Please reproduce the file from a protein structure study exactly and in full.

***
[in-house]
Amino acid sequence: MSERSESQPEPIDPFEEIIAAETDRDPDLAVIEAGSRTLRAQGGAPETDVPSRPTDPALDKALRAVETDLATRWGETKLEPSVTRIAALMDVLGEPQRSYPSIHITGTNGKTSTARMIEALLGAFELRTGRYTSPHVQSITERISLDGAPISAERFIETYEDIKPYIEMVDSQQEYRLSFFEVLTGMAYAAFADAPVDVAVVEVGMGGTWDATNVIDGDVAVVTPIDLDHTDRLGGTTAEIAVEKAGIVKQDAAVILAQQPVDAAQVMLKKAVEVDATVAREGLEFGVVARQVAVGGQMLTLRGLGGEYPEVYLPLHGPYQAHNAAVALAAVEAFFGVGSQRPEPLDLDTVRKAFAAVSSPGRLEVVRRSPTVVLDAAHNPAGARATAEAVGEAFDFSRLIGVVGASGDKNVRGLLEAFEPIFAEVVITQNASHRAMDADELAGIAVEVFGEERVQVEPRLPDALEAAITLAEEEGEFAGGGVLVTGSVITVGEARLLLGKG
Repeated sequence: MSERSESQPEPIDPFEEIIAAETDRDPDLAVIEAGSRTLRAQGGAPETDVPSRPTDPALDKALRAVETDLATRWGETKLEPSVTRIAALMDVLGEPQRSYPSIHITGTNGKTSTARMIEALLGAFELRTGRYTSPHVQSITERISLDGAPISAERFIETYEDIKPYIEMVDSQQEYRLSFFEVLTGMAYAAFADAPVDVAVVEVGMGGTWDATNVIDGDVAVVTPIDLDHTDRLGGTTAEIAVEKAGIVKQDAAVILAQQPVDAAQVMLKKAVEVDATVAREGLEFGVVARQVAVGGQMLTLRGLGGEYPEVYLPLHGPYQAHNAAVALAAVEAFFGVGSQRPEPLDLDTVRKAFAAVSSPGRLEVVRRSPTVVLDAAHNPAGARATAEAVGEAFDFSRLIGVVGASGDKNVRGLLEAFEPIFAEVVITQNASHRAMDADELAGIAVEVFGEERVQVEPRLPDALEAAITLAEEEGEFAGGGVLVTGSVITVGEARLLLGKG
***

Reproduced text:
[in-house]
Amino acid sequence: MSERSESQPEPIDPFEEIIAAETDRDPDLAVIEAGSRTLRAQGGAPETDVPSRPTDPALDKALRAVETDLATRWGETKLEPSVTRIAALMDVLGEPQRSYPSIHITGTNGKTSTARMIEALLGAFELRTGRYTSPHVQSITERISLDGAPISAERFIETYEDIKPYIEMVDSQQEYRLSFFEVLTGMAYAAFADAPVDVAVVEVGMGGTWDATNVIDGDVAVVTPIDLDHTDRLGGTTAEIAVEKAGIVKQDAAVILAQQPVDAAQVMLKKAVEVDATVAREGLEFGVVARQVAVGGQMLTLRGLGGEYPEVYLPLHGPYQAHNAAVALAAVEAFFGVGSQRPEPLDLDTVRKAFAAVSSPGRLEVVRRSPTVVLDAAHNPAGARATAEAVGEAFDFSRLIGVVGASGDKNVRGLLEAFEPIFAEVVITQNASHRAMDADELAGIAVEVFGEERVQVEPRLPDALEAAITLAEEEGEFAGGGVLVTGSVITVGEARLLLGKG
Repeated sequence: MSERSESQPEPIDPFEEIIAAETDRDPDLAVIEAGSRTLRAQGGAPETDVPSRPTDPALDKALRAVETDLATRWGETKLEPSVTRIAALMDVLGEPQRSYPSIHITGTNGKTSTARMIEALLGAFELRTGRYTSPHVQSITERISLDGAPISAERFIETYEDIKPYIEMVDSQQEYRLSFFEVLTGMAYAAFADAPVDVAVVEVGMGGTWDATNVIDGDVAVVTPIDLDHTDRLGGTTAEIAVEKAGIVKQDAAVILAQQPVDAAQVMLKKAVEVDATVAREGLEFGVVARQVAVGGQMLTLRGLGGEYPEVYLPLHGPYQAHNAAVALAAVEAFFGVGSQRPEPLDLDTVRKAFAAVSSPGRLEVVRRSPTVVLDAAHNPAGARATAEAVGEAFDFSRLIGVVGASGDKNVRGLLEAFEPIFAEVVITQNASHRAMDADELAGIAVEVFGEERVQVEPRLPDALEAAITLAEEEGEFAGGGVLVTGSVITVGEARLLLGKG